Your SlideShare is downloading. ×
VAPO Handbook
VAPO Handbook
VAPO Handbook
VAPO Handbook
VAPO Handbook
VAPO Handbook
VAPO Handbook
VAPO Handbook
VAPO Handbook
VAPO Handbook
VAPO Handbook
VAPO Handbook
VAPO Handbook
VAPO Handbook
VAPO Handbook
VAPO Handbook
VAPO Handbook
VAPO Handbook
VAPO Handbook
VAPO Handbook
VAPO Handbook
VAPO Handbook
VAPO Handbook
VAPO Handbook
VAPO Handbook
VAPO Handbook
VAPO Handbook
VAPO Handbook
VAPO Handbook
VAPO Handbook
VAPO Handbook
VAPO Handbook
VAPO Handbook
VAPO Handbook
VAPO Handbook
VAPO Handbook
VAPO Handbook
VAPO Handbook
VAPO Handbook
VAPO Handbook
VAPO Handbook
VAPO Handbook
VAPO Handbook
VAPO Handbook
VAPO Handbook
VAPO Handbook
VAPO Handbook
VAPO Handbook
VAPO Handbook
VAPO Handbook
VAPO Handbook
VAPO Handbook
VAPO Handbook
VAPO Handbook
VAPO Handbook
VAPO Handbook
VAPO Handbook
VAPO Handbook
VAPO Handbook
VAPO Handbook
VAPO Handbook
VAPO Handbook
VAPO Handbook
VAPO Handbook
VAPO Handbook
Upcoming SlideShare
Loading in...5
×

Thanks for flagging this SlideShare!

Oops! An error has occurred.

×
Saving this for later? Get the SlideShare app to save on your phone or tablet. Read anywhere, anytime – even offline.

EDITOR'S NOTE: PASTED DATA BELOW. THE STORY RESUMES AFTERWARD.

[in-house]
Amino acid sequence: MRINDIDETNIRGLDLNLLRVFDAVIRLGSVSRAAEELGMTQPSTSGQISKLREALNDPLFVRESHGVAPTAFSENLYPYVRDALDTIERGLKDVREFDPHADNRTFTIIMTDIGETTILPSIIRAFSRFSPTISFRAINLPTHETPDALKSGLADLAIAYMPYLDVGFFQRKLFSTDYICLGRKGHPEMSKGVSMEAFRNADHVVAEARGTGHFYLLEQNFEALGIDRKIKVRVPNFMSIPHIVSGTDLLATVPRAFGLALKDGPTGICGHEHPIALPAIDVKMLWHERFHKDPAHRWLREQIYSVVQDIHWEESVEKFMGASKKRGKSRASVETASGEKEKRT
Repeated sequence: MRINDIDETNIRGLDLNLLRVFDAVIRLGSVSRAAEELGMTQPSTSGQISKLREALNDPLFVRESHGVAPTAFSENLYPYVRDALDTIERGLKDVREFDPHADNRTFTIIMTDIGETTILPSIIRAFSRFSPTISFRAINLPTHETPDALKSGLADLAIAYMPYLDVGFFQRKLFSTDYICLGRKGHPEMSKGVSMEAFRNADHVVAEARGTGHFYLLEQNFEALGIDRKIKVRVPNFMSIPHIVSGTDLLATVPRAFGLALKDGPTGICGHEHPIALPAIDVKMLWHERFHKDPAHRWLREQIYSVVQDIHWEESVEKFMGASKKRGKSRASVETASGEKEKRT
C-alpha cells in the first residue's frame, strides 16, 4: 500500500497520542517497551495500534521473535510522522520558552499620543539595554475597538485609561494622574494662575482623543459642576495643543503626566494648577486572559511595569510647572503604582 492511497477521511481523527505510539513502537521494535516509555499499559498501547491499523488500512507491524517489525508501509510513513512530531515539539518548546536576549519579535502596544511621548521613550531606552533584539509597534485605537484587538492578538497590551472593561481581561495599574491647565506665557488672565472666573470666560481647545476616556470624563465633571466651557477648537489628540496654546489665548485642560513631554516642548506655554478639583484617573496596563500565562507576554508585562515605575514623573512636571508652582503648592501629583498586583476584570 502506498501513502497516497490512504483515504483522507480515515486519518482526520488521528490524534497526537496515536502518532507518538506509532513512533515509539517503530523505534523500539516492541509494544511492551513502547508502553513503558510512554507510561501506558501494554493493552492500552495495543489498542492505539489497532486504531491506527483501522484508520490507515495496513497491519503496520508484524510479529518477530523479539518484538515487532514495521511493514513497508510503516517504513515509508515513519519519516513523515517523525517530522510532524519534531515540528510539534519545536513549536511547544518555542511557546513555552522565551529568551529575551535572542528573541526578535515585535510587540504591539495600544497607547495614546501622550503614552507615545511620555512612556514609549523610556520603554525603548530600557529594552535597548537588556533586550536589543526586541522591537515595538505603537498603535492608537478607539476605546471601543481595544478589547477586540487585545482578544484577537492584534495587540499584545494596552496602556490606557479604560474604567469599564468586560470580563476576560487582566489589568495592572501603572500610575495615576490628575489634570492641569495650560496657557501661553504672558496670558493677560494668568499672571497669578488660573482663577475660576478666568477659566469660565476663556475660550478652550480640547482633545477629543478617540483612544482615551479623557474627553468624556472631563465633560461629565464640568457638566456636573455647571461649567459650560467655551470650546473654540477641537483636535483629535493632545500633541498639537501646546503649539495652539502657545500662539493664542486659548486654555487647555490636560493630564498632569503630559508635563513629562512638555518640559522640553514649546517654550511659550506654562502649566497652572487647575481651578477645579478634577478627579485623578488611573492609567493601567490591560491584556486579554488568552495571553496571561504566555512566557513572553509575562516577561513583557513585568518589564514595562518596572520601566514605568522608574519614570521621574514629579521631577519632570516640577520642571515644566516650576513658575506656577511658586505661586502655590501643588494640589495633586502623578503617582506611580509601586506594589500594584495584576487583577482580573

Text the download link to your phone
Standard text messaging rates apply

VAPO Handbook

4,510

Published on

0 Comments
0 Likes
Statistics
Notes
  • Be the first to comment

  • Be the first to like this

No Downloads
Views
Total Views
4,510
On Slideshare
0
From Embeds
0
Number of Embeds
0
Actions
Shares
0
Downloads
4
Comments
0
Likes
0
Embeds 0
No embeds

Report content
Flagged as inappropriate Flag as inappropriate
Flag as inappropriate

Select your reason for flagging this presentation as inappropriate.

Cancel
No notes for slide

Transcript

  • 1. Washington Pattern Forms Committee Court Staff Handbook On The Vulnerable Adult Protection Order Process The Committee wishes to thank Robert B. Nettleton, Neil, Nettleton & Neil, P.S., Tacoma, Washington, for the Tacoma – Pierce County Bar Association and the Washington State Bar Association Elder Law Section, Margaret Kennedy, Office of the Attorney General, David Lord, Disability Rights of Washington, Marlo Berger, Intern for the Disabilities Rights of Washington, and Susan Klontz, King County Department of Judicial Administration, for assistance in developing this handbook. Washington Pattern Forms Committee
  • 2. Members The Honorable Laura Gene Middaugh, Chair King County Superior Court Kent Regional Justice Center The Honorable Suzanne Barnett King County Superior Court The Honorable Stephen J. Holman Kitsap County District Court The Honorable Colleen A. Hartl Des Moines Municipal Court The Honorable Kim Eaton Yakima County Clerk Wallace Murray, Project Attorney Washington Association of Prosecuting Attorneys Shelly Brandt, Washington State Bar Association Kari Reardon, Public Defender Spokane County Public Defender David Hunter of Montlaw, Staff Attorney Thurston County Superior Court Estelle Rizzo, Administrator Bothell Municipal Court Merrie Gough, Senior Legal Analyst Administrative Office of the Courts 10/2007